Confirmation from the local authority building control service that project proposals and plans comply with the building regulations.
A professional adviser or consultant with specialist training and knowledge employed by you to act for you.
Rules made under powers provided within The Building (Amendment) No.2 Regulations (NI) 2006 Act, which cover the technical aspects of building projects (for example structural, fire safety, ventilation, conservation of fuel and power). You or your professional advisers will need to obtain approval that your proposals meet the regulations from the local authority or the approved agent. For further information on building regulations refer to the Department of Finance and Personnel, website at http:www.dfpni.gov.uk
Certificate to show that there is insurance for the building and its use. This should be for replacement value and not open market value.
Assets that have a large monetary value such as land, buildings, computer equipment, and vehicles.
Produced by linking the data from the constructions costs and project programme allowing client and contractor to forecast payments due as the project progresses.
A CDM Coordinator advises the client in respect of construction health and safety risk management matters. They assist the client when appointing designers and contractors to ensure competency and advise on the adequacy of management arrangements. Within the design process they will ensure proper co-ordination of all aspects of health and safety. They facilitate good communication and cooperation between project team members and co-ordinate the preparation of the health and safety file.
The Construction (Design and Management) Regulations 1994. These cover health, safety and welfare regulations through all stages of a construction project.
Formal document issued under the building contract (by the contract administrator) to show that the building work is complete apart from any defects, which will be corrected by the making good defects certificate.
A written document from a solicitor confirming that the grant recipient is the leasehold or freehold owner of the land and buildings to which the grant relates and that there is nothing about the land and buildings which might stop the grant being used for the grant purpose.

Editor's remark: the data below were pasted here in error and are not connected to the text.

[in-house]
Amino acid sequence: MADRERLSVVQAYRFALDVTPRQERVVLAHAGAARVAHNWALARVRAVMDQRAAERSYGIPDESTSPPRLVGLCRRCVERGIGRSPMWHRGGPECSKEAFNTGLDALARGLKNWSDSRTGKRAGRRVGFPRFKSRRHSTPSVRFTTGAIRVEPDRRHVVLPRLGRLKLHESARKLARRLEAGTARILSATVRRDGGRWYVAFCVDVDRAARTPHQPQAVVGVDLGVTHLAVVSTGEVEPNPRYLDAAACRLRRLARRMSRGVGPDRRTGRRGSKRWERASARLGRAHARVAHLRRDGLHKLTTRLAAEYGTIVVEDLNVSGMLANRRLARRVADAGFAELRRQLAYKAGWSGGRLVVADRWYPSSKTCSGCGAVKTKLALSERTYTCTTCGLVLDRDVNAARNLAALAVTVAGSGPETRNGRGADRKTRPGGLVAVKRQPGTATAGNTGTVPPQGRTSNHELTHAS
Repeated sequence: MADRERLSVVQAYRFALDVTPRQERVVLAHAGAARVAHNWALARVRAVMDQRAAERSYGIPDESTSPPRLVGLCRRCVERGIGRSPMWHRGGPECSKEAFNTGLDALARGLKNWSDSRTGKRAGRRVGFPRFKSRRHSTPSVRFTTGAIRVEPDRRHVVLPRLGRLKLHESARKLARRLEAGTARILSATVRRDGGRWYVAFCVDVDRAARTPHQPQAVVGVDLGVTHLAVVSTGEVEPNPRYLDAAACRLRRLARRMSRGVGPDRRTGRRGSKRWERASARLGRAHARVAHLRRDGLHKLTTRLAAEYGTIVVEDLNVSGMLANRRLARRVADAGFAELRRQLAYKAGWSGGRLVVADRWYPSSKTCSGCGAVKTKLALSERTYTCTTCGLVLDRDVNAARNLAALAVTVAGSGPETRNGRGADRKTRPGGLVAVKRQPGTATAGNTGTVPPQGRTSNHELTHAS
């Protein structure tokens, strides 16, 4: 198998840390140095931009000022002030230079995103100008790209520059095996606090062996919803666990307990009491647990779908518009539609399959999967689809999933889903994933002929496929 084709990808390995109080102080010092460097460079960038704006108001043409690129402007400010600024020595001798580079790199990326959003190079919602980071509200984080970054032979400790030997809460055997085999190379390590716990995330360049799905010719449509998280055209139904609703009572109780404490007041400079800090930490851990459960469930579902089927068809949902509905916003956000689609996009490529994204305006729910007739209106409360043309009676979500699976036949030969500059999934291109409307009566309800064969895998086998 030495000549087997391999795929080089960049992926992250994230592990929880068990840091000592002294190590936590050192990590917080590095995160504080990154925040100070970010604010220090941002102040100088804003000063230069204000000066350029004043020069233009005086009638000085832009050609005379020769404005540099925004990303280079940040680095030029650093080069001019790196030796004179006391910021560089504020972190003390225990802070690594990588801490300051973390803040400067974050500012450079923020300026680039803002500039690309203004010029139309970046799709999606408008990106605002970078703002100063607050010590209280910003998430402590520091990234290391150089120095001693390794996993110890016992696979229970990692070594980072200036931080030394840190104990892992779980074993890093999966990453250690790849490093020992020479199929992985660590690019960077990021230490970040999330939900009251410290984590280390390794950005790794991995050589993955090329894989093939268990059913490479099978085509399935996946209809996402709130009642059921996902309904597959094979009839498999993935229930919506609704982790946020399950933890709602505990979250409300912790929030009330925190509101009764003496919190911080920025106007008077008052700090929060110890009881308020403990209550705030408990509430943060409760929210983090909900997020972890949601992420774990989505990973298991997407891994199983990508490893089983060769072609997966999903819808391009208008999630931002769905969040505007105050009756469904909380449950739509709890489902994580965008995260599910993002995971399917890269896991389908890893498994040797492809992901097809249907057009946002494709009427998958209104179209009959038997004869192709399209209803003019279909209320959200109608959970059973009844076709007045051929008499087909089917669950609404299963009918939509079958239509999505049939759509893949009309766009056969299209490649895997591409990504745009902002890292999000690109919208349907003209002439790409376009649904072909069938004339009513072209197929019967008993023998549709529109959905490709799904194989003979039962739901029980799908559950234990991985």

The process by which changes to the building contract are managed and recorded.
Security interest taken over property by a creditor to protect against non-payment of a debt (such as a mortgage).
Client’s site inspector, responsible for monitoring standards of workmanship and materials, reporting to the contract administrator.
The builder’s site organisation headed by a site agent or project manager comprising programmers, planners, quality controllers, surveyors, general and trades supervisors.
‘Contaminated land’ is used in general terms to describe land polluted by:
Contaminated land also has a legal definition as land where substances could cause:
This definition refers to contamination caused by past uses of a site, such as former factories, mines, steelworks, refineries and landfills.
An amount of money (usually expressed as a percentage) built into the total project costs in case part of the project costs more than you thought or for unforeseen works which are essential and directly relevant to completion of the original scheme design approved.
The person or organisation (e.g. architect, architectural technologist or technician, engineer or building surveyor) named within a building contract to manage the terms of the contract between you and the contractor.
The organisation carrying out building work for a pre-agreed cost.
Using chemicals or other hazardous substances at work can put people's health at risk, so the law requires employers to control exposure to hazardous substances to prevent ill health. They have to protect both employees and others who may be exposed by complying with the Control of Substances Hazardous to Health Regulations (Northern Ireland) 2003 (as amended by the Control of Substances Hazardous to Health (Amendment) Regulations (Northern Ireland) 2003 and 2005. For more information please refer to http://www.hseni.gov.uk/coshh_booklet.pdf.
An analysis, element by element, of the proposed building agreed by the design team as a distribution of the client’s budget and against which the cost of the developing design is monitored.
A formal acknowledgement of a legal responsibility to another person.
If the grant recipient does not own the land or buildings to which the grant relates the landowner might be able to sell the building before the purpose of the grant has been met. The deed of dedication is a document the landowner must sign to confirm that the land or buildings will be used for the grant purpose and will not be sold without the consent of the Big Lottery Fund.